Sunday, December 21, 2014

The expected cost of a Kenny Giles promotion outweighs its expected benefit

I fully understand the rationale that has fueled the swell in grassroots support for the promotion of Kenny Giles, as I write in today's Daily News. Bring him up, see what he can do, and the worst that can happen is that he costs his team some games, which would leave them in the same position that they currently inhabit. Except, that's not the worst thing that can happen. At least not from a macroscopic level. Anybody who has watched Giles -- and I mean watched him, not read about him, or looked at his statistics -- knows that he has plenty of developing left to do. I saw him throw three or four times in spring training. The fastball had impressive velocity. But it also had the potential to kill somebody. Word is, he's done a better job of commanding it over his first six appearances at Double-A. But the guy I watched in two televised appearances -- April 9 and April 12 -- was still a guy who I'd hesistate to run out in a big league game. In the first appearance, he threw first pitch balls to three of his first four batters. He went 3-0 on a batter who was leading off the final inning as Giles tried to protect a one-run lead. He threw just two sliders in the entire outing.

The expected cost of a Kenny Giles promotion outweighs its expected benefit

Phillies pitching prospect Kenny Giles. (Mike Janes/Four Seam Images via AP Images)
Phillies pitching prospect Kenny Giles. (Mike Janes/Four Seam Images via AP Images)

I fully understand the rationale that has fueled the swell in grassroots support for the promotion of Kenny Giles, as I write in today's Daily News. Bring him up, see what he can do, and the worst that can happen is that he costs his team some games, which would leave them in the same position that they currently inhabit. Except, that's not the worst thing that can happen. At least not from a macroscopic level. Anybody who has watched Giles -- and I mean watched him, not read about him, or looked at his statistics -- knows that he has plenty of developing left to do. I saw him throw three or four times in spring training. The fastball had impressive velocity. But it also had the potential to kill somebody. Word is, he's done a better job of commanding it over his first six appearances at  Double-A. But the guy I watched in two televised appearances -- April 9 and April 12 -- was still a guy who I'd hesistate to run out in a big league game. In the first appearance, he threw first pitch balls to three of his first four batters. He went 3-0 on a batter who was leading off the final inning as Giles tried to protect a one-run lead. He threw just two sliders in the entire outing.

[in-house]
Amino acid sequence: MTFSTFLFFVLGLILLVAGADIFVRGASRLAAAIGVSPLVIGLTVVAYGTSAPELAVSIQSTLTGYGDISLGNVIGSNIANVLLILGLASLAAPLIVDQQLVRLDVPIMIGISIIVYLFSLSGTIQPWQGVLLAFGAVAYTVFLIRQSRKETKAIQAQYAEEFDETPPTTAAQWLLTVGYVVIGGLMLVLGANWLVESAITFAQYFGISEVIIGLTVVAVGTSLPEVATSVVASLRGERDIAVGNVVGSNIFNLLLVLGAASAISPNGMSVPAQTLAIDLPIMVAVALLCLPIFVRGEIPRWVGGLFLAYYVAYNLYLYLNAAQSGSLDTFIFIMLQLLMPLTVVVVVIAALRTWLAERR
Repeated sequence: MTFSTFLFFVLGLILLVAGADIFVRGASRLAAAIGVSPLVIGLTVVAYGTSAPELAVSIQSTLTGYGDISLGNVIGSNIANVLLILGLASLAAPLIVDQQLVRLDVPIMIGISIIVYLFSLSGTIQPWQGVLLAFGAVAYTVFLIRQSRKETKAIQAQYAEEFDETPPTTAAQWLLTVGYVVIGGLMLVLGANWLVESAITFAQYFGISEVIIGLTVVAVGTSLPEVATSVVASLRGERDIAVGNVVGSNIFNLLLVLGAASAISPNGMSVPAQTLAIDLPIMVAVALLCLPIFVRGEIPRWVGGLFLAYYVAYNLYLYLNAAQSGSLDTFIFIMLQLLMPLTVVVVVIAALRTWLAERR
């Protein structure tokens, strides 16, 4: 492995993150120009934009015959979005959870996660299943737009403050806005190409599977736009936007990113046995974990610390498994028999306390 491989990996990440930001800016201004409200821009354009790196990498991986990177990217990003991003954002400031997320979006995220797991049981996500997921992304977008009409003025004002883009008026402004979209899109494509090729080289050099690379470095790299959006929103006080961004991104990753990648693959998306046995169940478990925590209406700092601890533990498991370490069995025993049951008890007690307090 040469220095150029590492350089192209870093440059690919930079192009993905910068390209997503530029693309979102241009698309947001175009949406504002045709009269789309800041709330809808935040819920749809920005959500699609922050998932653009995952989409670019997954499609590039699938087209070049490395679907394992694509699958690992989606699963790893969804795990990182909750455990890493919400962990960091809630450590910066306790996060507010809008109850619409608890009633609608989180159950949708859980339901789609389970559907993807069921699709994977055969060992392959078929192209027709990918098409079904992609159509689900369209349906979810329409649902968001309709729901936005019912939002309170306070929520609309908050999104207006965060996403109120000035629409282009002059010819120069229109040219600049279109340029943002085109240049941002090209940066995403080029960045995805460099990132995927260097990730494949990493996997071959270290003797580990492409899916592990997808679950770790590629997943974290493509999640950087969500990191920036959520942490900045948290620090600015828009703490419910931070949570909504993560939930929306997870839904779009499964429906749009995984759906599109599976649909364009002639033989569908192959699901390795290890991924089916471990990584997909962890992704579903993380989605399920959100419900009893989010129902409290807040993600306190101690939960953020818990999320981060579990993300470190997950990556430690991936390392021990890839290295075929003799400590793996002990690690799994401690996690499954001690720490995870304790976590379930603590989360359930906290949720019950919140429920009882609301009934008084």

Second outing: First pitch slider for a groundout, then first pitch ball, 2-1 on a slider, then 2-2, then a swinging K. Next: called, swing, K on a slider. Next: Called, High slider, Foul, Foul, High slider, K on a fastball.

I just don't think Giles will be in a position to have success on the big league level until he is consistently locating his fastball down in the zone, especially early in the count. His slider is still a work in progress, with emphasis on work. Bringing him up to the major leagues would drastically affect his ability to work on both of those objectives. Keep in mind, he has also battled injuries in the past, and being the member of a major league bullpen means being available to pitch whenever you are needed: two, three nights in a row. Right now, Giles is on a nice, even schedule, throwing every other day, with no back-to-backs. Bringing him up too early would A) risk injury, B) limit his ability to work on the things that he still needs to work on. Right now, the probabilities say that he should remain in the minors. He is not yet a lottery ticket worth scratching.

All of that could change in the not-too-distant future. I don't know how long he has to consistently locate his fastball down in the zone, and consistently throw first-pitch strikes, and at least show his slider enough to inject some level of uncertainty into batters. Maybe it is only a month. But it definitely isn't six outings.

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